Then it was time to head out, and we decided to check out the rectangular shaped lakes that lie pretty near Breukelen eastwards. It's a strange thing, normally lakes are shaped by the landscape of hills around them, but here they are carved out by man to all kinds of shapes, usually rectangles. The lake and accompanying canals east of Breukelen have this odd property, the canals are cut inland while the lake is found beyond them. In these canals there are quite a few boats. Halfway to Tienhoven, we turned off the bikepad (which was sunken next to the road, so we couldn't see much of the lake) onto a beach. The beach was very small, literally 2-3m of sand, then water, then a fence cutting off the water at some 70cm height. I imagine the water gets quite deep after that, so probably for safety they put up the fence. Out on the lake, it wasn't too windy, but quite a lot of boats out there anyway. Also a couple of wind surfers who seemed quite apt. I imagine that in beach weather, this place is pretty packed.

As we got back on the road, we were just a couple of kilometers from Tienhoven, so we decided to check it out. This ride isn't very interesting, for the most part there is a sunken bikepad along a road that blocks the view of the lake, so all you see is huge fields with farm animals wandering around on your right. Tienhoven isn't terribly interesting either, a little satellite town of Maarssen, for those fed up with big city life, it's basically one street of houses on either side, and that's all there is to it. From the road, there are canals everywhere, but no view of the lake anymore. Following the road south, you land in Oud Maarsseveen, which a settlement that's even smaller. From here on, we took a right to head back into Maarsseen. This ride is exactly the same as the first one, except there is no lake to see. About halfway through, there is a settlement on the left (which isn't even marked down on Google Maps), which has a hill, yes, a hill, on display. Incredibly unusual in these lands, the hill seems to be somewhat of a tourist attraction, I know I saw some benches and garbage cans around it.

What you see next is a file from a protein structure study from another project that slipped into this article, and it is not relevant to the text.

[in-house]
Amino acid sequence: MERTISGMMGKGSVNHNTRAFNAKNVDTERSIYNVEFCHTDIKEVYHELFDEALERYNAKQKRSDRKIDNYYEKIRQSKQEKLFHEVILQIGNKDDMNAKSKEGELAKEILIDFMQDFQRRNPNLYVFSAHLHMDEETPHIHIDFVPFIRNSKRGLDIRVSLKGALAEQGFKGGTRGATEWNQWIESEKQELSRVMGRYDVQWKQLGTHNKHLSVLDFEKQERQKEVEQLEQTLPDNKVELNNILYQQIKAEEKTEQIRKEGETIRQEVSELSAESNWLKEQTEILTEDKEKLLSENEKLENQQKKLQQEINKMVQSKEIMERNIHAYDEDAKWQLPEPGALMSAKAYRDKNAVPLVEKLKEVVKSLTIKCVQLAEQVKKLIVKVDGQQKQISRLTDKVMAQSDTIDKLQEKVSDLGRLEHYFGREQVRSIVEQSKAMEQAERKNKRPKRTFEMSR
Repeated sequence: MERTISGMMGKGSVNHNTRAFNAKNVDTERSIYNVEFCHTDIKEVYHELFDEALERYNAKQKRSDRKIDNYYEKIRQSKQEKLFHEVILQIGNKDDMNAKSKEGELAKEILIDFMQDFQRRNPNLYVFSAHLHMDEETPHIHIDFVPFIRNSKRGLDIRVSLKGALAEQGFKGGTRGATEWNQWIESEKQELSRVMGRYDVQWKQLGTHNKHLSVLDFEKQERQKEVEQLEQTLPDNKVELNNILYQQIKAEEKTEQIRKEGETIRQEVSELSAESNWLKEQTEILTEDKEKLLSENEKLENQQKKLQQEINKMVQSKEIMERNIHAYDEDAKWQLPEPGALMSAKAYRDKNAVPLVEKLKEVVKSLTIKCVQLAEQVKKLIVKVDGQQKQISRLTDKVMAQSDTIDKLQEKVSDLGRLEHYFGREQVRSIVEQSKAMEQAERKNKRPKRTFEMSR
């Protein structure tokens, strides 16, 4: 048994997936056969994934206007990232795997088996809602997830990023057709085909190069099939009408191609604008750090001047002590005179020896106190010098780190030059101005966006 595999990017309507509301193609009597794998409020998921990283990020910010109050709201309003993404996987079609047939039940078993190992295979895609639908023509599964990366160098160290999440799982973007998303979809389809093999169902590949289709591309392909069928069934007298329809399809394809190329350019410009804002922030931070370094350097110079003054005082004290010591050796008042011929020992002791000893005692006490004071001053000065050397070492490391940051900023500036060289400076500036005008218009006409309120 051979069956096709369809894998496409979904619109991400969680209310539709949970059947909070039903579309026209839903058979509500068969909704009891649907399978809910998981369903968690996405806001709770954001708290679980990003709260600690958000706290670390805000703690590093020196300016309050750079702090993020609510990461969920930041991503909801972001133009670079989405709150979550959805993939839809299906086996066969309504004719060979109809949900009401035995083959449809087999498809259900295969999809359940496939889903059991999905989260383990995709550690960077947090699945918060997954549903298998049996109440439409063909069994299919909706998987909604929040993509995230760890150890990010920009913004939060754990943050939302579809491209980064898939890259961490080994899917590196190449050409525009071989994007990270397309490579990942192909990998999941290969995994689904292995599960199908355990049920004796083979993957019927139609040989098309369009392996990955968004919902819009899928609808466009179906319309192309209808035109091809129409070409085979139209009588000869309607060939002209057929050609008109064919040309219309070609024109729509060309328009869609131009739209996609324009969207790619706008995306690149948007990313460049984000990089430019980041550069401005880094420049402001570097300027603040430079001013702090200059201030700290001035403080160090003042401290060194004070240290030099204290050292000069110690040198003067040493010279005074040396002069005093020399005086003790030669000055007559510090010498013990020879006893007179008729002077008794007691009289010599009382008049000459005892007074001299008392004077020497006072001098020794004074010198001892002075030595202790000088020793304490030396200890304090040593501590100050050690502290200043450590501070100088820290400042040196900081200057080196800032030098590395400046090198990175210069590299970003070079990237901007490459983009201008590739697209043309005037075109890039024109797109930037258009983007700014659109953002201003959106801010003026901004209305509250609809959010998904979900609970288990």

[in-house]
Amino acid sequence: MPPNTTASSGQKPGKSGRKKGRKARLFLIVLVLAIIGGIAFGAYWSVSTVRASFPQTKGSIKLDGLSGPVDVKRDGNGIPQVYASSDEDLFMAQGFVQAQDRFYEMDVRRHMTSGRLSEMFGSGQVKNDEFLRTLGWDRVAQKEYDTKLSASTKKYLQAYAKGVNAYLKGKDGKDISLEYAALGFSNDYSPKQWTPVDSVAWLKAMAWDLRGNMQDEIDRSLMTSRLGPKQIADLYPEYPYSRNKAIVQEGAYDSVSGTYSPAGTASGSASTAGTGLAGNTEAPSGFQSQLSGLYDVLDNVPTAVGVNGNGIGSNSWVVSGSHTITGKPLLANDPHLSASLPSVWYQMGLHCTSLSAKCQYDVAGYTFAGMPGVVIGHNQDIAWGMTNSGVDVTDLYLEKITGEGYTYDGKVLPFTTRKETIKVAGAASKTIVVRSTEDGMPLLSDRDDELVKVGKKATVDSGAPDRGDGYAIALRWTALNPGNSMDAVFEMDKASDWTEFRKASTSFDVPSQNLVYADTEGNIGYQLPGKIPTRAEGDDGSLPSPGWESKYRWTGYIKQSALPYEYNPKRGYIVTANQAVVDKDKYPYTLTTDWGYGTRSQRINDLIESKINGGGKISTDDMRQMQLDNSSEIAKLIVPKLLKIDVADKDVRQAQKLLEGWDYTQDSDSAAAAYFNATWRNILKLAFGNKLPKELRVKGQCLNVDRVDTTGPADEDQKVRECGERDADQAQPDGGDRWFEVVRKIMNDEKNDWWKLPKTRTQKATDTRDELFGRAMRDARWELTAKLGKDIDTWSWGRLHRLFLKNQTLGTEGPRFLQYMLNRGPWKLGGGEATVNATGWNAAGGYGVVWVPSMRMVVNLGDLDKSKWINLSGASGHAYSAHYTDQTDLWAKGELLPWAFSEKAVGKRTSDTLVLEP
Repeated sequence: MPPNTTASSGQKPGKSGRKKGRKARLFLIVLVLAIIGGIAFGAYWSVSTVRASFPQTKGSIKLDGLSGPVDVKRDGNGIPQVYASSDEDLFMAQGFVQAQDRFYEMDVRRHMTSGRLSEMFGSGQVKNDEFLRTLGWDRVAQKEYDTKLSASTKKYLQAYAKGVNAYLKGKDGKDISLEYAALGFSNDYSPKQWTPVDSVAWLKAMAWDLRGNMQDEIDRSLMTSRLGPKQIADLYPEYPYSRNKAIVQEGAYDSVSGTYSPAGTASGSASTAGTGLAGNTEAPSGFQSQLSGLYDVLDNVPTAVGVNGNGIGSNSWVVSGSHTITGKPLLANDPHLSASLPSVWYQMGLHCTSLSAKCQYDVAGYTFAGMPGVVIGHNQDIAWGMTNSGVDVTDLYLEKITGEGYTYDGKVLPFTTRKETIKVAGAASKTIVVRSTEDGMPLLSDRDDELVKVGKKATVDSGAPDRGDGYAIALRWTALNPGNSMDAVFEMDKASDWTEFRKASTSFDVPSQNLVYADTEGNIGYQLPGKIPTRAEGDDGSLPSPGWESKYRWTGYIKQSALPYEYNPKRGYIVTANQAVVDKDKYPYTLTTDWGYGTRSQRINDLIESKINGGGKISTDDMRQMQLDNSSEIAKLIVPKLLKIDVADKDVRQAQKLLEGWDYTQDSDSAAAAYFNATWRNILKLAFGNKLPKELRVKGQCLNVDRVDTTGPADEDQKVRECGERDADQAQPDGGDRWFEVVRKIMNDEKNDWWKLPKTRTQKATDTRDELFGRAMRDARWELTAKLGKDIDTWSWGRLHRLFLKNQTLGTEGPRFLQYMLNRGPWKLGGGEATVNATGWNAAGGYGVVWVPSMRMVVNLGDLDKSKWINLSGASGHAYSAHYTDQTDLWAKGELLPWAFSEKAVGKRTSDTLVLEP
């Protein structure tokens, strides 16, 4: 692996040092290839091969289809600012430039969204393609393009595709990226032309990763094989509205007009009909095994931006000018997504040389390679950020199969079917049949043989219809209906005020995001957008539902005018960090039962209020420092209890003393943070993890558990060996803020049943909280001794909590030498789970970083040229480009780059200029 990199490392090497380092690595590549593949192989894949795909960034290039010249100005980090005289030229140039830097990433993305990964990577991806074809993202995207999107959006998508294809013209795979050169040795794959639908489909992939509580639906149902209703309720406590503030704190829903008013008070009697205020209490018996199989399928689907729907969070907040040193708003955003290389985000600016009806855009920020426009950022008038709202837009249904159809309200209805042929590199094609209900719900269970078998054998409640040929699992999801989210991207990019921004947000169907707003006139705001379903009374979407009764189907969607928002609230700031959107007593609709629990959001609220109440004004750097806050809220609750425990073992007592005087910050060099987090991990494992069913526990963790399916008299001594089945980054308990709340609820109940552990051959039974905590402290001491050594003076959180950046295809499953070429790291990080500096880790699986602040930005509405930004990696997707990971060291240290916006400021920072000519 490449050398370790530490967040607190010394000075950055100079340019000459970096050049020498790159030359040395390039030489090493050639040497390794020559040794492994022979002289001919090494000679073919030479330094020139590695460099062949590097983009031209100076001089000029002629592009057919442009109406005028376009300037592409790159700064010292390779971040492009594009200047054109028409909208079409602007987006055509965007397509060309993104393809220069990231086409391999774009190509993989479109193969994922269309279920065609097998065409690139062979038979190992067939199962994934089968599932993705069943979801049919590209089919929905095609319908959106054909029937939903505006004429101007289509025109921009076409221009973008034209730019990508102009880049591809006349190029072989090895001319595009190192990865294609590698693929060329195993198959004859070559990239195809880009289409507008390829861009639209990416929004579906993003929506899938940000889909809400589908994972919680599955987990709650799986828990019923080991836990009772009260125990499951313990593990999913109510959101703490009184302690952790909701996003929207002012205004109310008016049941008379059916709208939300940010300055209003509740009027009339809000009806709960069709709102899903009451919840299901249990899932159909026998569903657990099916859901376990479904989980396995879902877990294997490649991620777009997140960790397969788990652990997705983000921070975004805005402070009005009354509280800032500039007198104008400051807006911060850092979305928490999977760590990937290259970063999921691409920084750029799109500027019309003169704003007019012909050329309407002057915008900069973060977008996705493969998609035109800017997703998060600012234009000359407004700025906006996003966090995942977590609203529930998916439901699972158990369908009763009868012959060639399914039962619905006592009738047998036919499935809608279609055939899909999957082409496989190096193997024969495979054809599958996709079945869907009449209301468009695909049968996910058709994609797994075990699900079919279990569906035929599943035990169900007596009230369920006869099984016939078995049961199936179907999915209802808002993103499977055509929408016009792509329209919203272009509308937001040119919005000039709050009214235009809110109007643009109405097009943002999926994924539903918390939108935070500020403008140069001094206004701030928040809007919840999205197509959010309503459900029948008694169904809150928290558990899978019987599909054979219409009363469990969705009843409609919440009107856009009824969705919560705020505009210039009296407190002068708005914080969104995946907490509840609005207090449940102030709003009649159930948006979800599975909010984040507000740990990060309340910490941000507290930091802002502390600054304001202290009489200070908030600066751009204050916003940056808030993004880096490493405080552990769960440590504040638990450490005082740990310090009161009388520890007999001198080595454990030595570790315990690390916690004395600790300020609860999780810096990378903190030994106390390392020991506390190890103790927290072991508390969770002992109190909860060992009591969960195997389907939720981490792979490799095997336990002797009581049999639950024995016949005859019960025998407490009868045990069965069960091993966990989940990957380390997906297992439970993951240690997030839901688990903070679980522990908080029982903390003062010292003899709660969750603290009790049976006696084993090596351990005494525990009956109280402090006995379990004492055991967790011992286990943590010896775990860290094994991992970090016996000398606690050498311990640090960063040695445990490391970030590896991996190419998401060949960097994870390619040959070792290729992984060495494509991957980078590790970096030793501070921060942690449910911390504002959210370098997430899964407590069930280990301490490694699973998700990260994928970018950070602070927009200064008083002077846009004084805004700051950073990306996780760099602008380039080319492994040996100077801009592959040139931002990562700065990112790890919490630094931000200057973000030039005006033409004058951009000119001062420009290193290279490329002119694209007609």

As we approached Maarssen, we didn't have any clear cut plans on which way to go back, so we let the signs guide us onto the same road by the Vecht that we came from. By now, the sun was just peeking through the clouds and it was getting warmer. The route by the river wasn't quite the same, we weren't seeing it for the first time anymore. But it was nicer with the houses all lit up by the sun. Finally, we got back to the red light area and from there on it was just heading into the center, where we split up to and headed home. All in all, a very scenic and nice trip. The pace was low and casual, so no rush and no sweat. I was quite pleased with the weather, a hot day would have started to bug me after the first hour, this way I was neither cold nor sweating. A little tip for a trip like this: bring gloves.

When I marked out the route on Gmaps Pedometer, it showed me 52km. That's pretty far, I can't remember the last time I spent 5 hours on a bike and traveled that far. When I go by myself, I usually get enough after an hour or two, I suppose it was the company that made it more fun to cover more ground. You can inspect every nook and cranny of our trip on the site, in full zoom in/zoom out detail.

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2 Responses to "three guys and a road to Breukelen"

  1. erik says:

    That sounds cool. We went on holiday in the region once, I remember we visited Maarssen but I don't really remember the town itself...

    BTW did you know Breukelen used to be relatively important during the golden age? Guess where the name Brooklyn in NYC comes from.

  2. numerodix says:

    Yeah, I wikipedia'd that little nugget the other day.